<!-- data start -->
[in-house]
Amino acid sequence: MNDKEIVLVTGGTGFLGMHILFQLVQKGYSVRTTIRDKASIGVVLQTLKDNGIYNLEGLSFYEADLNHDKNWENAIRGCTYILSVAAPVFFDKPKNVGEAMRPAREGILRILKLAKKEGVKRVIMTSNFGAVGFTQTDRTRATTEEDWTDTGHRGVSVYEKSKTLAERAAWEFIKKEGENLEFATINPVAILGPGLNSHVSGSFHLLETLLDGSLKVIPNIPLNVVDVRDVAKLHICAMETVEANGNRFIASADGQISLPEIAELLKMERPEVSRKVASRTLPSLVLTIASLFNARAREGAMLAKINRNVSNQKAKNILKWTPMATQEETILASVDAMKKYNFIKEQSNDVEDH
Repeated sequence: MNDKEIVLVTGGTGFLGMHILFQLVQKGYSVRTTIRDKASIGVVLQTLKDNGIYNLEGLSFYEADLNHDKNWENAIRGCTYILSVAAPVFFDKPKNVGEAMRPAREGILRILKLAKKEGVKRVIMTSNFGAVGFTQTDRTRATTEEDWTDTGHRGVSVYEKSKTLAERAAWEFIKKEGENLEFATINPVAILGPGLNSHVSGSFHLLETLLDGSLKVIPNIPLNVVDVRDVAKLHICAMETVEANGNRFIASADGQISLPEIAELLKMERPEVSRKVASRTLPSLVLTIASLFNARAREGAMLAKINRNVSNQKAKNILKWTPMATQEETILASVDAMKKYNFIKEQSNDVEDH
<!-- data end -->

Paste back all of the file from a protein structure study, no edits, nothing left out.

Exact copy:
[in-house]
Amino acid sequence: MNDKEIVLVTGGTGFLGMHILFQLVQKGYSVRTTIRDKASIGVVLQTLKDNGIYNLEGLSFYEADLNHDKNWENAIRGCTYILSVAAPVFFDKPKNVGEAMRPAREGILRILKLAKKEGVKRVIMTSNFGAVGFTQTDRTRATTEEDWTDTGHRGVSVYEKSKTLAERAAWEFIKKEGENLEFATINPVAILGPGLNSHVSGSFHLLETLLDGSLKVIPNIPLNVVDVRDVAKLHICAMETVEANGNRFIASADGQISLPEIAELLKMERPEVSRKVASRTLPSLVLTIASLFNARAREGAMLAKINRNVSNQKAKNILKWTPMATQEETILASVDAMKKYNFIKEQSNDVEDH
Repeated sequence: MNDKEIVLVTGGTGFLGMHILFQLVQKGYSVRTTIRDKASIGVVLQTLKDNGIYNLEGLSFYEADLNHDKNWENAIRGCTYILSVAAPVFFDKPKNVGEAMRPAREGILRILKLAKKEGVKRVIMTSNFGAVGFTQTDRTRATTEEDWTDTGHRGVSVYEKSKTLAERAAWEFIKKEGENLEFATINPVAILGPGLNSHVSGSFHLLETLLDGSLKVIPNIPLNVVDVRDVAKLHICAMETVEANGNRFIASADGQISLPEIAELLKMERPEVSRKVASRTLPSLVLTIASLFNARAREGAMLAKINRNVSNQKAKNILKWTPMATQEETILASVDAMKKYNFIKEQSNDVEDH